Goynes, however, stated that after getting the directive from National Data, he telephoned the plaintiff's room at 7:00 a.m., and advised him that he was unable to obtain credit authorization and requested plaintiff to surrender the card. Goynes said that Wood voluntarily complied.

At any rate, Wood's anger and frustration continued to build. Three days later, while he was relating the incident to a friend, he had a heart attack, precipitated apparently by the stress of the incidents surrounding the revocation of credit.

Wood sued the Gulf Oil Corporation, Holiday Inns, Inc., Interstate Inns, Inc. (the owner of the Phenix City Holiday Inn) and Jessie Goynes. Interstate and Goynes denied any negligence or wrongful conduct and asserted by way of cross-claim that they were acting under the direction of Gulf and were therefore entitled to indemnification by Gulf.

After trial, the jury returned a verdict in favor of Wood but apportioned damages in the amounts of $25,000 compensatory damages against Gulf, $25,000 punitive damages against Interstate and Goynes, and $10,000 punitive damages against Holiday Inns. The court then granted the motions of Gulf and Holiday Inns, Inc., for judgments notwithstanding the verdict and granted the motion of Interstate and Goynes for a new trial.

Wood appeals. Interstate and Goynes also appeal the district court's action in overturning the jury's verdict on the cross-claim in their favor through the granting of Gulf's motion for judgment notwithstanding the verdict. In evaluating the propriety of the trial court's entry of judgment notwithstanding the verdict, we consider all the evidence, but do so in a light most favorable to the party opposing the motion. Boeing Co. v. Shipman, 411 F.2d 365, 374 (5th Cir. 1969) (en banc). 'If the facts and inferences point so strongly and overwhelmingly in favor of one party that the Court believes that reasonable men could not arrive at a contrary verdict,' granting a motion for judgment notwithstanding the verdict is proper. Id. But, 'if there is substantial evidence opposed to the motions, that is, evidence of such quality and weight that reasonable and fair-minded men in the exercise of impartial judgment might reach different conclusions,' the motion should be denied. Id.


Wood's primary claim against Gulf is based upon the Fair Credit Reporting Act, 15 U.S.C. 1681-1681t (1974). The Act charges 'consumer reporting agencies' and users of 'consumer credit reports' with various responsibilities. Failure to discharge these duties appropriately may give rise to civil liability. See 15 U.S.C. 1681n, 1681o.

Wood alleged that Gulf negligently failed to comply with the provisions of the Fair Credit Reporting Act as both a consumer reporting agency and a user of a consumer report. Gulf argues that it was not a consumer reporting agency as defined in 15 U.S.C. 1681a(f), and the district court so held, apparently as a matter of law.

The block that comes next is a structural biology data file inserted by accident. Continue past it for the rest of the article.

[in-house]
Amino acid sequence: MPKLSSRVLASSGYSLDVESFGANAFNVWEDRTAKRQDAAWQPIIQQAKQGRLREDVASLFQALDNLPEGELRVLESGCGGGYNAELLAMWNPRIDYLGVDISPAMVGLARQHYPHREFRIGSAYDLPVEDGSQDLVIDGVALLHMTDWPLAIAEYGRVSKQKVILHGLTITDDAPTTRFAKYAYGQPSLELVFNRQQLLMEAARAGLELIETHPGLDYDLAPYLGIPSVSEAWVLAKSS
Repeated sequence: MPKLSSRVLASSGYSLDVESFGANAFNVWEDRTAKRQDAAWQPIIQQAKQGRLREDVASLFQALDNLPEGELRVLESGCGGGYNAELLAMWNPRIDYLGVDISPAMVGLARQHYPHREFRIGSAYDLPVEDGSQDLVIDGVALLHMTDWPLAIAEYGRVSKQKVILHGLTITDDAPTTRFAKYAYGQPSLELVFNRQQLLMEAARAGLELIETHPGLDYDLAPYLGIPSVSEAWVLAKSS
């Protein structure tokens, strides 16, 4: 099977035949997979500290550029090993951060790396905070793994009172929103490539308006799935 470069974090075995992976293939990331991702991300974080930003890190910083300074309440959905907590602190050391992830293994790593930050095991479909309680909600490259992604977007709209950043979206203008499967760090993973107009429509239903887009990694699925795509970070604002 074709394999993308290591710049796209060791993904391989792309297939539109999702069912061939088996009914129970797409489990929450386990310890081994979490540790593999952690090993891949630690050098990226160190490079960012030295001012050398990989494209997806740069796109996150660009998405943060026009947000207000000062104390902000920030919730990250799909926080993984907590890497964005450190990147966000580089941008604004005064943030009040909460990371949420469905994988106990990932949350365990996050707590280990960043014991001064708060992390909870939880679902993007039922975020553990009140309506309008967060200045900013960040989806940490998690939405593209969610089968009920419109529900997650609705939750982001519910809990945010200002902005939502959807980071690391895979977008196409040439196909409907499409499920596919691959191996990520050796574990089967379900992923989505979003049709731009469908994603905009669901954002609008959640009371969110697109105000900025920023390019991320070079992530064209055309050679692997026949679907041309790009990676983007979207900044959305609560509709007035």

The Act defines a consumer reporting agency as:

Any person which, for monetary fees, dues, or on a cooperative nonprofit basis, regularly engages in whole or in part in the practice of assembling or evaluating consumer credit information or other information on consumers for the purpose of furnishing consumer reports to third parties . . . 15 U.S.C. 1681a(f).

Gulf vigorously asserts that it falls outside the purview of this statute because no third party was furnished a report. In essence, Gulf contends, and the district court held, that the credit in this case was to be extended only by Gulf, not by Interstate. Hence, while Gulf did terminate Wood's credit vis-a-vis Gulf, it did not make a report advising Interstate as to whether to extend its own credit.

Much of the confusion in this case stems from the multifaceted position of the Phenix City facility, the recipient of Gulf's communication. The Phenix City Holiday Inn accepted the Gulf credit card and was therefore Gulf's representative in facilitating the extension of Gulf's credit. But the Phenix City facility also honored a number of major credit cards, and, in fact, nothing prevented the Phenix City Inn from extending credit on its own account.

The communication by Gulf to the Phenix City Inn was made to a separate business entity. However, the credit to be extended was Gulf's and the Phenix City facility was merely acting as Gulf's representative in extending the credit. Hence, the communication was not 'for the purpose of furnishing consumer reports to third parties.' It was merely directed from Gulf to its local representative, made for the purpose of protecting Gulf...